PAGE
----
“Leaders will now be challenged to look at ways of supporting their staff and find that balance to avoid retention issues. The ConnectedHubs.ie network now with over 230 hubs onboard across the country can play a key role offering a suitable workplace close to home, a space for offsite meetups and an opportunity for companies to cut down on their carbon footprint.

Professor Alma McCarthy, Head of the J.E. Cairnes School of Business and Economics, NUI Galway, said: “The third annual NUI Galway/Western Development Commission national remote working survey has, once again, gained huge interest with more than 8,400 responses.

 

“We added a new module asking if remote working was a key factor in changing employer and career decision making. It is interesting to see that of those who changed employer since the outbreak of Covid-19, nearly half – 47% – indicated that remote working was a key factor in their decision to change employer.”

 

Further data from the National Remote Working Survey showed –

While more than half of respondents (58%) had never worked remotely before the pandemic, 76% either agreed or strongly agreed that working remotely makes their job easier, and 95% either agreed or strongly agreed that working remotely makes their life easier.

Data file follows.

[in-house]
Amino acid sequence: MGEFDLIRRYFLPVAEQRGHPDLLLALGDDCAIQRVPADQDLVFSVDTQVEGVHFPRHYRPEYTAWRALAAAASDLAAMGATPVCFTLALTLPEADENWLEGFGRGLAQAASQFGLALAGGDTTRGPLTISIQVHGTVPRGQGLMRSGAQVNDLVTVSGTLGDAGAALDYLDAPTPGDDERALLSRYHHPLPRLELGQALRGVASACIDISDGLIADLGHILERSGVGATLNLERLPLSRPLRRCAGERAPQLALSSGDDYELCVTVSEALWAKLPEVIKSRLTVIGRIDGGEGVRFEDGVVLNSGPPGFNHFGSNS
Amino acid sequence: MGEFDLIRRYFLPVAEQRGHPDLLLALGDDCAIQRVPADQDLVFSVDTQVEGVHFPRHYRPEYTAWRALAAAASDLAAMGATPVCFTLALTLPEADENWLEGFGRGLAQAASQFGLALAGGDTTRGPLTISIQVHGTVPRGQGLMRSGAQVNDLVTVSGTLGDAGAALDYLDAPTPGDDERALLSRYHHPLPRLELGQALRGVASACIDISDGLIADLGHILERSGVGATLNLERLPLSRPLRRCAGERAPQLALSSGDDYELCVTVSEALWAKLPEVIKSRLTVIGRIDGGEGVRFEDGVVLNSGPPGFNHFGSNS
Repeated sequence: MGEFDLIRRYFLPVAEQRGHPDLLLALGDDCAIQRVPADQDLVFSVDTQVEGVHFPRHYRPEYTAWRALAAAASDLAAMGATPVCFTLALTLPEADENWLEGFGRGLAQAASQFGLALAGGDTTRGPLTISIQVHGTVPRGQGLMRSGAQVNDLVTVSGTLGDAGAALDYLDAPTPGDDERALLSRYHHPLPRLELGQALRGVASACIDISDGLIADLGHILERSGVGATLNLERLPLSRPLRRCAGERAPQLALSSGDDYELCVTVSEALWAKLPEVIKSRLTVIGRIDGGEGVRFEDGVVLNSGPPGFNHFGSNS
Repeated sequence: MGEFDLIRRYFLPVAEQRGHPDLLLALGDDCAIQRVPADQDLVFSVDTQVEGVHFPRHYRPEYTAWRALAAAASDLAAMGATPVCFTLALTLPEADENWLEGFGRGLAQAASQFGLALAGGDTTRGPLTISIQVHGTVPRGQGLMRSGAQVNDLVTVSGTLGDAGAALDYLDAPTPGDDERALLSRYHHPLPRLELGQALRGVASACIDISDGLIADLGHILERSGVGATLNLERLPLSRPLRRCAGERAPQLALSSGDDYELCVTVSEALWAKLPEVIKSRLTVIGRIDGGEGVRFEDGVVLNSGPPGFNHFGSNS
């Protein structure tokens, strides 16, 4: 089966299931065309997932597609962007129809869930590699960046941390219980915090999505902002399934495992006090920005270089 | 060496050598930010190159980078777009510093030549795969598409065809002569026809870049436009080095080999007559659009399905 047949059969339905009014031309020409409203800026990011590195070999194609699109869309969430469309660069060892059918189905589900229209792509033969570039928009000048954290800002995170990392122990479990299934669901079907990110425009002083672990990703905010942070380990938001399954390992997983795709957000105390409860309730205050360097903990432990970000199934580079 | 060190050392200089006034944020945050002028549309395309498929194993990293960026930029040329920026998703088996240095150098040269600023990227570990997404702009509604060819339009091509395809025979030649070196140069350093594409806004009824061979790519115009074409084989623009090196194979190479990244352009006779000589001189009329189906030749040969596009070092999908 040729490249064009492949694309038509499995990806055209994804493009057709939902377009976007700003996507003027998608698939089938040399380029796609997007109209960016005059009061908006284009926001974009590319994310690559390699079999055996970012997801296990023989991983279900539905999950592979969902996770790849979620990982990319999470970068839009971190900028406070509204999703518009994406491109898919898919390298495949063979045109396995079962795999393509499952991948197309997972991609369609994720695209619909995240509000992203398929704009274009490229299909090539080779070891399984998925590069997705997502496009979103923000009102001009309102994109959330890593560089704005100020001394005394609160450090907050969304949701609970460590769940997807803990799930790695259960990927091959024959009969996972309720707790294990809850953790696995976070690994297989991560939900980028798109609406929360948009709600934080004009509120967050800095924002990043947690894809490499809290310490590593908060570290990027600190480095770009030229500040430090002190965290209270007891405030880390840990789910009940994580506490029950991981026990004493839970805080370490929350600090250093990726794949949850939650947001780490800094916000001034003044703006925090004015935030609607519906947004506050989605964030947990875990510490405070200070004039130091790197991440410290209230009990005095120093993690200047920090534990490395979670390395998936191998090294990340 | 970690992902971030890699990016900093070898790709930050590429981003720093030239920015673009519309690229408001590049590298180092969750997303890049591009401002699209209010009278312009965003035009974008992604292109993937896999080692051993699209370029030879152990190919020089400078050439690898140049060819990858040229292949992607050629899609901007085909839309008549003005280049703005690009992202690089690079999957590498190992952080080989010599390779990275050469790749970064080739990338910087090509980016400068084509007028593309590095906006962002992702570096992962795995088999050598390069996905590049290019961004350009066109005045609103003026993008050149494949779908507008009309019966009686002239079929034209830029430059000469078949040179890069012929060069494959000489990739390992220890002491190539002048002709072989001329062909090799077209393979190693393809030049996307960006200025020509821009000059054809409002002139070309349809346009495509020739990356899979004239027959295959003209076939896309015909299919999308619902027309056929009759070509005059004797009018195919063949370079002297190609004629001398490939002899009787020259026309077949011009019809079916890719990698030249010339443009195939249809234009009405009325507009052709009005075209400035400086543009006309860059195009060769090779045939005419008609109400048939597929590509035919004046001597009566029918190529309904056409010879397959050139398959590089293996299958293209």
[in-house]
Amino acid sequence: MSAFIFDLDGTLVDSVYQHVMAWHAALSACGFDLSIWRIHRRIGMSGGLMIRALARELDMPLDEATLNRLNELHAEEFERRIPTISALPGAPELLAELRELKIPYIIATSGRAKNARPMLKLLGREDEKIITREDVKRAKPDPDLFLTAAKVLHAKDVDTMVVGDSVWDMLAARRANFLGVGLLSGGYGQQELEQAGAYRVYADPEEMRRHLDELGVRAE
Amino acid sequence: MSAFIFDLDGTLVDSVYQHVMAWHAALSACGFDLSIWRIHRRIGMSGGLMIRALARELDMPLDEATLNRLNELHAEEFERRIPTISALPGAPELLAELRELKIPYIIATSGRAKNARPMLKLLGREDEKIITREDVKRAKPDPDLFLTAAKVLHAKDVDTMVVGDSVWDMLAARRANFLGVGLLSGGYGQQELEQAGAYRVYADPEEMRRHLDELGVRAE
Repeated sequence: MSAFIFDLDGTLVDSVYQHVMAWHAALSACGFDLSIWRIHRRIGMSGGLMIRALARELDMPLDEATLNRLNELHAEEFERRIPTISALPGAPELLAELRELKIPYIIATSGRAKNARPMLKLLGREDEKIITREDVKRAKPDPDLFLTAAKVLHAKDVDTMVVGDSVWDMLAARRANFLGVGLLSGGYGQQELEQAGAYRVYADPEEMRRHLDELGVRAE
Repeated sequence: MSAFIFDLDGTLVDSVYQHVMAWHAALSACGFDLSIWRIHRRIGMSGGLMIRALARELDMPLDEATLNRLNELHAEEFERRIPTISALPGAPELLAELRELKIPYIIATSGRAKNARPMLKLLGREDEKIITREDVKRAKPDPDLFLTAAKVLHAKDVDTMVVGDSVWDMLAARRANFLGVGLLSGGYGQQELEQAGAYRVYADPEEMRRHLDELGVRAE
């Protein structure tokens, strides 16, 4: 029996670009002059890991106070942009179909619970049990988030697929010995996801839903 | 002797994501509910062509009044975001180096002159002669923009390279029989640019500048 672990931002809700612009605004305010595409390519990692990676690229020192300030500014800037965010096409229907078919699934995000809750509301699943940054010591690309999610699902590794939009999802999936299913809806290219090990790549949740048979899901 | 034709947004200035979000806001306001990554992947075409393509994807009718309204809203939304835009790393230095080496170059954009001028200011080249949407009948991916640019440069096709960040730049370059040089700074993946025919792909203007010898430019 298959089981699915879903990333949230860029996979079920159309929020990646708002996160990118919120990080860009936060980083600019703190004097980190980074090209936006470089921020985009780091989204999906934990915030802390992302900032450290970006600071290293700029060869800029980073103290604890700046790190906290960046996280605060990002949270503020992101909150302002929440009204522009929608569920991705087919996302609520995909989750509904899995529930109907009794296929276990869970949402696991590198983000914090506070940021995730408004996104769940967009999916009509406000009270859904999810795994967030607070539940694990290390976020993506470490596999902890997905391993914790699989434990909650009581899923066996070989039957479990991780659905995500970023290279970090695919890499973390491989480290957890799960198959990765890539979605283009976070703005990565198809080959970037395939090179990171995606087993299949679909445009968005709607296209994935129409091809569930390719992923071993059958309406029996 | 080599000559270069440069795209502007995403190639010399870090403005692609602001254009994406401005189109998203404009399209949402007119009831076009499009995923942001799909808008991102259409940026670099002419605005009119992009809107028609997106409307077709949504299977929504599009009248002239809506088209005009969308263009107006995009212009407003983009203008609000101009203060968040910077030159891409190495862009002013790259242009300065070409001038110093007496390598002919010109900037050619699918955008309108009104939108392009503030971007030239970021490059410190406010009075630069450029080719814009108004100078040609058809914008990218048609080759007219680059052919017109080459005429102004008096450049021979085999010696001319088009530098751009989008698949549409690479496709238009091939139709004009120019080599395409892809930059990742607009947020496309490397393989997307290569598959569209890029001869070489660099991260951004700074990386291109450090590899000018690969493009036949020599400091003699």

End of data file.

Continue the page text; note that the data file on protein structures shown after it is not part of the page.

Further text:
Some 27% of respondents have changed employer since 2020. Of these, 47% indicated that remote working was a key factor in their decision as their new employer offered better opportunities in this area.

 

The top five activities for which respondents spent the time saved on commuting are -household duties (e.g. cleaning, shopping, DIY); exercise; working on their main job; relaxation; and caring responsibilities.

 

When asked about the future of remote working the survey showed:

  • 50% of respondents said their organisation has confirmed how they will work in the future, while 22% are in a trial phase.
  • Of the 50% whose organisations have confirmed their future working patterns, 61% of respondents indicated that they will work hybrid; 30% will work completely remotely; and only 9% will work fully on-site.
  • Of those who will work hybrid into the future, 36% are expected to be on-site a minimum of two days a week; 24% a minimum of three days; 17% a minimum of one day; and 3% are expected to be on-site a minimum of four days a week; 8% are expected to be on-site several days a month; and 12% indicated “other” expectations of their employer about being on-site.

 

The vast majority of respondents indicated remote working is impacting employee attraction and retention in their organisation. 88% strongly agree and agree with the statement that their organisation needs to offer remote/hybrid working to attract staff and 90% strongly agree and agree with the statement that their organisation needs to offer remote/hybrid working to retain staff.

The research team has expedited the analysis of initial summary findings of the third annual national remote working survey and the report can be viewed here

The reports from the 2020 and 2021 Remote Working Surveys are available Here